“Every time you’re given a choice between disappointing someone else and disappointing yourself, your duty is to disappoint that someone else. Your job throughout your entire life is to disappoint as many people as it takes to avoid disappointing yourself.”
–Glennon Doyle, Author of Untamed
When I was a little girl, I was always worried about disappointing someone. Whether it was my parents or my friends, I was the quintessential people-pleaser. As I got older, I found comfort in drinking down my feelings of not being able to express my voice in a glass of wine. It was exhausting worrying about everyone else’s needs and being so concerned about how they felt about me, that I could not even tell you what my own needs were. It became autopilot for me to drown out my frustration, anger, fear, and constant need for external approval in a bottle of wine.
After the unraveling of the old me fell to the wayside after being alcohol-free for some time, I started to find my voice. I started listening to my inner knowing more. I started putting myself first. This didn’t happen right away and took lots of practice. Each time, I faced my fears of losing someone in my life by honoring the little girl in me and her truth, I would find myself saying, “No thank you, this is not serving me”, “I do not feel safe with this” or even “I disagree, this feels untrue to me.” Did I lose some people in my life because of this? Yes, a few. But I finally felt safe, free, and empowered in the reconnection to my inner knowing and my truth.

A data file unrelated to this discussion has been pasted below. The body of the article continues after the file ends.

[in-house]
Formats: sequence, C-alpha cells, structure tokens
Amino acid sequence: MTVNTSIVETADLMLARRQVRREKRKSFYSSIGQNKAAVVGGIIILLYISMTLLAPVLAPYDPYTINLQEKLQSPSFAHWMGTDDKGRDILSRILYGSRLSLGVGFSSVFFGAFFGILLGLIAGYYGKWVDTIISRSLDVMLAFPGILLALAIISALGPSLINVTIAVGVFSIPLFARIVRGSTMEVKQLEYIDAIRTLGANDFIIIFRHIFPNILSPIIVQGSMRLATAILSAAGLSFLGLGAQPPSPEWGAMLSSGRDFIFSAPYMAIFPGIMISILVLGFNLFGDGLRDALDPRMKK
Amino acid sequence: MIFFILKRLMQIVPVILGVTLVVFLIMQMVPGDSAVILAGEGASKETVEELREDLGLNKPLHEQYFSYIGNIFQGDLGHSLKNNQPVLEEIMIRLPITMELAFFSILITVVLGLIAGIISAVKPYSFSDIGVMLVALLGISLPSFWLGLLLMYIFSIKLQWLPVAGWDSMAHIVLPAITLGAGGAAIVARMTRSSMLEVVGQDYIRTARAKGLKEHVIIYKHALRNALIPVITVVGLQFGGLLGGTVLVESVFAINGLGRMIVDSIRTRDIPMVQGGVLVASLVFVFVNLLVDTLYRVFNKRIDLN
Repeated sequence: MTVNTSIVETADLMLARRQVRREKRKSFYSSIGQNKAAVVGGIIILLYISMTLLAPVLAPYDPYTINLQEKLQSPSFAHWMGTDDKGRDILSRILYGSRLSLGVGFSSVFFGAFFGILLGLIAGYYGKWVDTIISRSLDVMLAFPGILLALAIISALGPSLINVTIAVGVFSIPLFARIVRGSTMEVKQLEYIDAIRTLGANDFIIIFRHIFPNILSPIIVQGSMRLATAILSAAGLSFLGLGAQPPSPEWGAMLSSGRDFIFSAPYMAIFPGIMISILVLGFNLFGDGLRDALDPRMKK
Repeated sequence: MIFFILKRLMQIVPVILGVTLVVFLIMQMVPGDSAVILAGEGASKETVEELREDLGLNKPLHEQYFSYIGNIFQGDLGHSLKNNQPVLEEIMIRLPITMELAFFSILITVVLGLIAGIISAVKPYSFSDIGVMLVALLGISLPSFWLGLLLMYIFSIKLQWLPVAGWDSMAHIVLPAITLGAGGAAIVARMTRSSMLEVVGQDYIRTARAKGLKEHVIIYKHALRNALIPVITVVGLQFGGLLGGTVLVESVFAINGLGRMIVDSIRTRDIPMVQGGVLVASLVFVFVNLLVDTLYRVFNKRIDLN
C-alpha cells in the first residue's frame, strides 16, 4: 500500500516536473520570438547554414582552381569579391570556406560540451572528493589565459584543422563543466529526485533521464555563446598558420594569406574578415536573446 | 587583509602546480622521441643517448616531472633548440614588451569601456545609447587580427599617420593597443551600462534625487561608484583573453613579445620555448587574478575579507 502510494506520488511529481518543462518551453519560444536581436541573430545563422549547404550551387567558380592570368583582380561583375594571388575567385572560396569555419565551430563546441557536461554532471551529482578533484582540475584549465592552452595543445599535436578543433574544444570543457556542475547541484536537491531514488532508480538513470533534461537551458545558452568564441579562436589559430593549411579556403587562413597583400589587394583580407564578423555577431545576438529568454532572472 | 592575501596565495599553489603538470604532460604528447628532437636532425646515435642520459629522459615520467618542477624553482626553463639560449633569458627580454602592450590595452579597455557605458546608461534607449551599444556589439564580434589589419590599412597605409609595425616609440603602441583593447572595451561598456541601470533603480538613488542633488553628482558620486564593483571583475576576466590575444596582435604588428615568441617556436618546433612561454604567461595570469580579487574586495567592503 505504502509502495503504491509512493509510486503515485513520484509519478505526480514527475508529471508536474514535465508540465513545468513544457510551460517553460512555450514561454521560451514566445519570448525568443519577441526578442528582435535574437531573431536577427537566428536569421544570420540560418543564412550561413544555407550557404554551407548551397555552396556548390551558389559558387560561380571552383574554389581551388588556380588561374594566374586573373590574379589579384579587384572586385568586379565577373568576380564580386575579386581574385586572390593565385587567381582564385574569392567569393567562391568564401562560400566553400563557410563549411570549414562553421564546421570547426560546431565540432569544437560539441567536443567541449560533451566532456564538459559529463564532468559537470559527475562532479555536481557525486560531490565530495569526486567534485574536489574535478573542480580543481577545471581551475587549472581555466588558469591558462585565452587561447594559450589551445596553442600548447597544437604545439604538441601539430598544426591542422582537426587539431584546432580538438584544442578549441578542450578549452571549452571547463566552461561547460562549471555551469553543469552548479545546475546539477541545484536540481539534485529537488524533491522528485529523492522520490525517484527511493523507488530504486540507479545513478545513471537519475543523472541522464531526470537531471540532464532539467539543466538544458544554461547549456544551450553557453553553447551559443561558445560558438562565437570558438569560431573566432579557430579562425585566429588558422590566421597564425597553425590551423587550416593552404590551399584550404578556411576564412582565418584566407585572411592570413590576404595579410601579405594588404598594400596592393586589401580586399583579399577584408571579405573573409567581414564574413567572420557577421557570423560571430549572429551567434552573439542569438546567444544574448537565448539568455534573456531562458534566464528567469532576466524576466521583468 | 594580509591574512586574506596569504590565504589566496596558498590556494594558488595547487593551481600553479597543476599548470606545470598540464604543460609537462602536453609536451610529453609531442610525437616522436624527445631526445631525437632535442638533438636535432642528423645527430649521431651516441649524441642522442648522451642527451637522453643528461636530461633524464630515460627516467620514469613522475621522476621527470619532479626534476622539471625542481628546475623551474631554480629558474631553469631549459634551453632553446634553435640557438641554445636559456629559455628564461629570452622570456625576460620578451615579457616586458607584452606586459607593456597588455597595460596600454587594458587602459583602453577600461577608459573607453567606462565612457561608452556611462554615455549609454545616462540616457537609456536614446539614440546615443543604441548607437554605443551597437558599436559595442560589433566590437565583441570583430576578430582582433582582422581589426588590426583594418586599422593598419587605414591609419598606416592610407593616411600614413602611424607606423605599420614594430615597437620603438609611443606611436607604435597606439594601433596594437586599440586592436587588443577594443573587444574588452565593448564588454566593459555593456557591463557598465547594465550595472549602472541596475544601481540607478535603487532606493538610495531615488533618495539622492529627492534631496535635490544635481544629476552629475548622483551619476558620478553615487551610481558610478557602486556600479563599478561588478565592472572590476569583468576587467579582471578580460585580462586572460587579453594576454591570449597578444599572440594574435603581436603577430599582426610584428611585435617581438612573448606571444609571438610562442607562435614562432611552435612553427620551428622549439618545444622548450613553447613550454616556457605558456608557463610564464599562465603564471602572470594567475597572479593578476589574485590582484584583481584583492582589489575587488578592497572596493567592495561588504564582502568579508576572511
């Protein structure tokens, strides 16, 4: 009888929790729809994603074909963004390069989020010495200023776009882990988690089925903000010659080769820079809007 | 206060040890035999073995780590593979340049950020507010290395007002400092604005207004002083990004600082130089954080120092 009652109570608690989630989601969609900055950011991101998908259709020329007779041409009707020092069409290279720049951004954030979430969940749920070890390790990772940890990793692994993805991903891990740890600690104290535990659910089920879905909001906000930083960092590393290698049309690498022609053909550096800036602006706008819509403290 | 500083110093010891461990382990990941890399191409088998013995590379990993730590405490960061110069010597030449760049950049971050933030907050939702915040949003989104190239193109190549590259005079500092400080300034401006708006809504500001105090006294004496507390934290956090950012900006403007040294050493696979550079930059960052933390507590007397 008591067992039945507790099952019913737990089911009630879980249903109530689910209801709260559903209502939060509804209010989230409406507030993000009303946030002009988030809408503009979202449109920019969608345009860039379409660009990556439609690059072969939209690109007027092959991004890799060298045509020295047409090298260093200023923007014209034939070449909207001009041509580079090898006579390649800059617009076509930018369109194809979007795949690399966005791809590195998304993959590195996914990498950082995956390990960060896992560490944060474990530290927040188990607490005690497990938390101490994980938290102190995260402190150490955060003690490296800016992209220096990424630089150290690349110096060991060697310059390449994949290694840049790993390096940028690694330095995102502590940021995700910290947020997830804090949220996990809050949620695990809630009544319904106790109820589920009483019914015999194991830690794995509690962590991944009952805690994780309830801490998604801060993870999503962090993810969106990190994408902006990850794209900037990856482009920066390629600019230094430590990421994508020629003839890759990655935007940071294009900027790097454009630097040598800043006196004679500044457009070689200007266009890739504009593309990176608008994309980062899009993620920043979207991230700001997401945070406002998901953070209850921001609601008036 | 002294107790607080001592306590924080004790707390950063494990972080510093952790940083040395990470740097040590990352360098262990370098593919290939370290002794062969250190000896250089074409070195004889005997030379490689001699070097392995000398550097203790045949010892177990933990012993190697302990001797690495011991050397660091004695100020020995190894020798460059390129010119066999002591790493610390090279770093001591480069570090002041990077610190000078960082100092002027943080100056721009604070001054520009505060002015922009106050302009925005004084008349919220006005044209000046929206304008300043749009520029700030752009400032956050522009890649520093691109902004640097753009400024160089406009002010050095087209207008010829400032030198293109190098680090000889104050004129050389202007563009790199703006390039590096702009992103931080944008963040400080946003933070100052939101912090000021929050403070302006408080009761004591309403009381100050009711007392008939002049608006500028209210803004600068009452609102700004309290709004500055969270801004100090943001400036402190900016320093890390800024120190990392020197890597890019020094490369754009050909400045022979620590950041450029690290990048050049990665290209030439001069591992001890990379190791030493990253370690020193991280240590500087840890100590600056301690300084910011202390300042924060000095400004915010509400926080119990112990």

I could have never done this drinking, no way. Drinking was an escape for me to not have to deal with sticking up for myself. It was the cushy, soft bubble that allowed all the hard edges of life to disappear. But the problem was, I lost my edge. I had lost me. I was so disconnected from myself that I couldn’t even see how alcohol was making me small and quiet, just like society wants women to be.
I think being alcohol-free is the greatest gift a woman can give herself. By removing alcohol and going against the grain, being in the minority, is the very act of self-love. It's how we learn to build thick skin. It’s an act of internal validation, not external. It isn’t always easy, but stepping into our worth, trusting our inner knowing, and finding our voice, allows us to fully become the woman God intended us to be.